Melissa Mead:  I don't remember when I wasn't telling stories, even before I could write them.
My first attempt to write a story for publication actually came about when my then-husband suggested that I write a story for Sword and Sorceress, but they weren't open to general submissions at that time. My first submissions (and rejections) were in 1997. My first publication was in The First Line, in 1999.

DJR: What inspired your story in Sword and Sorceress 33?
Mm: Thinking that it's kinda creepy how so many girls in fairy tales end up marrying "Prince Charming" without knowing anything about him, or him knowing anything about her. And why WOULD the rulers of a kingdom need to invite every eligible maiden in the kingdom to a ball to get the heir to the throne married off, anyway?

DJR: What authors have most influenced your writing?  What about them do you find inspiring?
Mm: Gosh, probably more than I realize. I wish I had Terry Pratchett's wisdom and humor, Robin McKinley's gift for making familiar fairy tales come alive in new ways, and Lois McMaster Bujold's general brilliance. She writes the way I wish I did. And Gail Carson Levine inspires me not only with her work, but the wise and kind advice she gives to new writers in her blog. I'm sure I'm missing many more.

Friday, November 9, 2018

Love and Death: Would You Like a Little Romance with Your Action?

Crossing genres is hot business these days: science fiction mysteries, paranormal romance, romantic thrillers, Jane Austen with horror, steampunk love stories, you name it. A certain amount of this mixing-and-matching is marketing. Publishers are always looking for something that is both new and "just like the last bestseller." An easy way to do this is to take standard elements from successful genres and combine them.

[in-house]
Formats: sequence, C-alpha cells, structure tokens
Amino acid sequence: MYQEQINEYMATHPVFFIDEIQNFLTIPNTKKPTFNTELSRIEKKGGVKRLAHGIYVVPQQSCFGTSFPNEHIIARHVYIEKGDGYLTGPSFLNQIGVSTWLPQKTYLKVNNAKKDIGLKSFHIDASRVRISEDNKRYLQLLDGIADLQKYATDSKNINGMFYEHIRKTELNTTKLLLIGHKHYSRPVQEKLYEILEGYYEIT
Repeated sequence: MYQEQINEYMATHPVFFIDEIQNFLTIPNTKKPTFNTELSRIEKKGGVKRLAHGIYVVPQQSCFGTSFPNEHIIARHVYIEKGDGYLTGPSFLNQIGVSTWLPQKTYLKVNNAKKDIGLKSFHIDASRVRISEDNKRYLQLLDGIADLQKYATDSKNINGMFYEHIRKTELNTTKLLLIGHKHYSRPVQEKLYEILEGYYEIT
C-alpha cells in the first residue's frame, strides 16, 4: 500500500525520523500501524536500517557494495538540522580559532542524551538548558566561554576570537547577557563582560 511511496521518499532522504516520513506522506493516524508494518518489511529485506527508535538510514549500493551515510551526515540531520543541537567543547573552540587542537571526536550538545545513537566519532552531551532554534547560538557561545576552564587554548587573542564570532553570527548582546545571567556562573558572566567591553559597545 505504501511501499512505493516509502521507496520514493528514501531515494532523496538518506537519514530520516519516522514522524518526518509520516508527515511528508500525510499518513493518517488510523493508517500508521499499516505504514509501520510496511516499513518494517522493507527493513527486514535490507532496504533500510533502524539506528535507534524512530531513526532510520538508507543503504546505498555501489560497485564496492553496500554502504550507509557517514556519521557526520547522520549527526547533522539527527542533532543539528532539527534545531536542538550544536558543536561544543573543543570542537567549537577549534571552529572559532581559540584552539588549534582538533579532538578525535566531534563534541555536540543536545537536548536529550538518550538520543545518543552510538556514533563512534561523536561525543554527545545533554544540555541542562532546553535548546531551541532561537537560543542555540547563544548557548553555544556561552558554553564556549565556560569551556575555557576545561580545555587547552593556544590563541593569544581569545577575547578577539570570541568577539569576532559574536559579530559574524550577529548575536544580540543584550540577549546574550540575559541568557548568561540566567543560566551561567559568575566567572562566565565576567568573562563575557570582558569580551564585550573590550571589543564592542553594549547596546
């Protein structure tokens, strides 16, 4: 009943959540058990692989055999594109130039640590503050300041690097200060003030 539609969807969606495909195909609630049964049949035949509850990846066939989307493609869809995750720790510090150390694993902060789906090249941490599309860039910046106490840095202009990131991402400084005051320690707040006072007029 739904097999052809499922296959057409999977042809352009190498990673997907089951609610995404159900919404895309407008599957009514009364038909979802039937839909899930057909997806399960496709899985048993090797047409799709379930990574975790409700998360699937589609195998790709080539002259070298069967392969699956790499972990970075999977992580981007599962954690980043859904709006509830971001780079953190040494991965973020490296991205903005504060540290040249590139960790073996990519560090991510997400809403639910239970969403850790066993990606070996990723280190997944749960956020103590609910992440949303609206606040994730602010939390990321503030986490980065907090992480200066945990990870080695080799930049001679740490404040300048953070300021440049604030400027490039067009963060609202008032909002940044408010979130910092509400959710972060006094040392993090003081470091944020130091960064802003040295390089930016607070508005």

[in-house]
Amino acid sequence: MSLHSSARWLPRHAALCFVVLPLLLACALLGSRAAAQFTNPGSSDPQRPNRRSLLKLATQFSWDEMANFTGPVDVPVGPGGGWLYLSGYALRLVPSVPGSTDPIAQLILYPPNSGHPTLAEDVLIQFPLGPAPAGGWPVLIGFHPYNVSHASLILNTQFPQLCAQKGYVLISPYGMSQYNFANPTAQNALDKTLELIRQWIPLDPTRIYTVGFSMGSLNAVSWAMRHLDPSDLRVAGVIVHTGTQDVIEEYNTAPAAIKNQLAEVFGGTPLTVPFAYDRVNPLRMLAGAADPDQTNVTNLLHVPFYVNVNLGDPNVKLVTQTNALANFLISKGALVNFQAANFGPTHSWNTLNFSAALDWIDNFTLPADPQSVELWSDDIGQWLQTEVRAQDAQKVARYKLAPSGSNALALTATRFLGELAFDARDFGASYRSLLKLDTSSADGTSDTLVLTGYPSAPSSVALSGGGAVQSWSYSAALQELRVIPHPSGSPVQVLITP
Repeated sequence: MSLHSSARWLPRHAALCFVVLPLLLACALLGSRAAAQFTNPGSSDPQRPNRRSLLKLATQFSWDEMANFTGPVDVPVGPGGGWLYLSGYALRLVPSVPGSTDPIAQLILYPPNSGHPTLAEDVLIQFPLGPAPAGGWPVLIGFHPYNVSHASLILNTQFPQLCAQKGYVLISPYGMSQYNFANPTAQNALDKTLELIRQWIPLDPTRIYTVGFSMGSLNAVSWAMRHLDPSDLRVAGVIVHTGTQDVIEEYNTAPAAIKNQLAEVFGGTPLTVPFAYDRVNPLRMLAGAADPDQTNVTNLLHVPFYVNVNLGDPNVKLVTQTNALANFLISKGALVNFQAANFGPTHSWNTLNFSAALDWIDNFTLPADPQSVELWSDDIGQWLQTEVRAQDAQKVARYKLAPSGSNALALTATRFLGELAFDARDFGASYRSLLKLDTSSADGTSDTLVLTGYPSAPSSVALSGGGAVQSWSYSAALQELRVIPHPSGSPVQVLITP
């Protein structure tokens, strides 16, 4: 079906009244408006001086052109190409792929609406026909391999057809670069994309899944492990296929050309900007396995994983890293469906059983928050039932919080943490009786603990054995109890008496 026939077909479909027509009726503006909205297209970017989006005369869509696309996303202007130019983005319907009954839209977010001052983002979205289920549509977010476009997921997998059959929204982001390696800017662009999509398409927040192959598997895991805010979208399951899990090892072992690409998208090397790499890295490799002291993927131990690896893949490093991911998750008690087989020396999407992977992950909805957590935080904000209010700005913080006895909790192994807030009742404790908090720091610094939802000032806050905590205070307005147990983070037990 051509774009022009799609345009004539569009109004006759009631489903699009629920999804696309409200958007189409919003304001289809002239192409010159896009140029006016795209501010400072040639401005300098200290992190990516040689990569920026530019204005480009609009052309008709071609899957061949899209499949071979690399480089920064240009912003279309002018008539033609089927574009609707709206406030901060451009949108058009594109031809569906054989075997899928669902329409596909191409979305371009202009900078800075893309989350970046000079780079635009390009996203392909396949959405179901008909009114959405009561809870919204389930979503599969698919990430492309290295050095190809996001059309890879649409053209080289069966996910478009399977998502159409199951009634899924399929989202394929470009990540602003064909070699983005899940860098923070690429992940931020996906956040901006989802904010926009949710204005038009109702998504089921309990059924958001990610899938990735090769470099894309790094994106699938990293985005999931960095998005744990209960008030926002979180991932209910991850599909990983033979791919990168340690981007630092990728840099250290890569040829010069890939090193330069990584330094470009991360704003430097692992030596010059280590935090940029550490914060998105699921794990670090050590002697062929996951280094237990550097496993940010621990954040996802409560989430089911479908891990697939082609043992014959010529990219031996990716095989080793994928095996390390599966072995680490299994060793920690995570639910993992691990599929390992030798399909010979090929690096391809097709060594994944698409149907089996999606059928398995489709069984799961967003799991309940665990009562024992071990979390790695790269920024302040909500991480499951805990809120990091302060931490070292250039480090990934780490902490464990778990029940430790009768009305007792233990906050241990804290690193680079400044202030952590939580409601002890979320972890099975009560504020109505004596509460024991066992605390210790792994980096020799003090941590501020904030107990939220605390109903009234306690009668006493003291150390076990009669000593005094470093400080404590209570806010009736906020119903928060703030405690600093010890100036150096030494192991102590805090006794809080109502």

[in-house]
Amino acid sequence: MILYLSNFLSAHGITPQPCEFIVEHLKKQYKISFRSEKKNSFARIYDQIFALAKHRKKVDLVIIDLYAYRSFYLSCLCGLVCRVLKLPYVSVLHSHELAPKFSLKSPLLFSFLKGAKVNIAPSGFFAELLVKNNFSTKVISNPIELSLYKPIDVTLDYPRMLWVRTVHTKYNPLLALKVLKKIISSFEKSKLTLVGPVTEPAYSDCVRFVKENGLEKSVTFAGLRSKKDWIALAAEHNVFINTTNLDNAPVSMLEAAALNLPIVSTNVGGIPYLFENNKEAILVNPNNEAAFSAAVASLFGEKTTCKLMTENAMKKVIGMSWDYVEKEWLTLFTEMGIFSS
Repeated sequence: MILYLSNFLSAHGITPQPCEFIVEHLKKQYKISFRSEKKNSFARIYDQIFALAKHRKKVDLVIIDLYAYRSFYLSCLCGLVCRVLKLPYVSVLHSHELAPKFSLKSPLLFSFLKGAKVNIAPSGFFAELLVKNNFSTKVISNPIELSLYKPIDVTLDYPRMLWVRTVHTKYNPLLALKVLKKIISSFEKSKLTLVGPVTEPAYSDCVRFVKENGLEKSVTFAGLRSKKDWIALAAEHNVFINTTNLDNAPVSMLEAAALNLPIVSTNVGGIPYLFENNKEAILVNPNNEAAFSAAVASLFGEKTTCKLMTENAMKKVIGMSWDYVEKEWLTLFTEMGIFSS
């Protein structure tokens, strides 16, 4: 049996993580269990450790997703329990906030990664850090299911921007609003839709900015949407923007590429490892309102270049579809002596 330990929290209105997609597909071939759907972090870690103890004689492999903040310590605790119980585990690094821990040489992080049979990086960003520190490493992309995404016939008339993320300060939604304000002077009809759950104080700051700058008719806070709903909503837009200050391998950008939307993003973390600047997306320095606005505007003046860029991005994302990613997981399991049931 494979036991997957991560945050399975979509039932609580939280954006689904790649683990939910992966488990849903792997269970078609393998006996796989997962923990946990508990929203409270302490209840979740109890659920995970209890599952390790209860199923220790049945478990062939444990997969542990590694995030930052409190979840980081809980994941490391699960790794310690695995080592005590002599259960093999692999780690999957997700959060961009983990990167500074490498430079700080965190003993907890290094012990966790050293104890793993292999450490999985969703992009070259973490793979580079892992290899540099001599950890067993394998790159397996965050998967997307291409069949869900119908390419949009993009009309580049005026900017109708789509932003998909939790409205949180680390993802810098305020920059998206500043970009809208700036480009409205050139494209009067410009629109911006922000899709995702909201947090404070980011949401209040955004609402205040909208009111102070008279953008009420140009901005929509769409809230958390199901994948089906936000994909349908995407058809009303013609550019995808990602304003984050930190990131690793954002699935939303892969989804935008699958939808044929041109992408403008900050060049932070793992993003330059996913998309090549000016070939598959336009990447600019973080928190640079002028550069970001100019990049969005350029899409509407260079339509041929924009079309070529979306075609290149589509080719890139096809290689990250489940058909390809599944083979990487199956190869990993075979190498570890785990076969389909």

As a reader, I've always enjoyed a little tenderness and a tantalizing hint of erotic attraction in even the most technologically-based space fiction. For me, fantasy cries out for a love story, a meeting of hearts as well as passion. As a writer, however, it behooves me to understand why romance enhances the overall story so that I can use it to its best advantage.

By romance, I mean a plot thread that involves two (or sometimes more) characters coming to understand and care deeply about one another, usually but not necessarily with some degree of sexual attraction. This is in distinction to Romance, which (a) involves a structured formula of plot elements -- attraction, misunderstanding and division, reconciliation; (b) must be the central element of the story; (c) has rules about gender, exclusivity and, depending on the market, the necessity or limitations on sexual interactions. These expectations create a specific, consistent reader experience, which is a good thing in that it is reliable. However, the themes of love and connection, of affection and loyalty, of understanding, acceptance and sacrifice, are far bigger.

In my own reading and writing, I prefer the widest definition of "love story."

Wednesday, November 7, 2018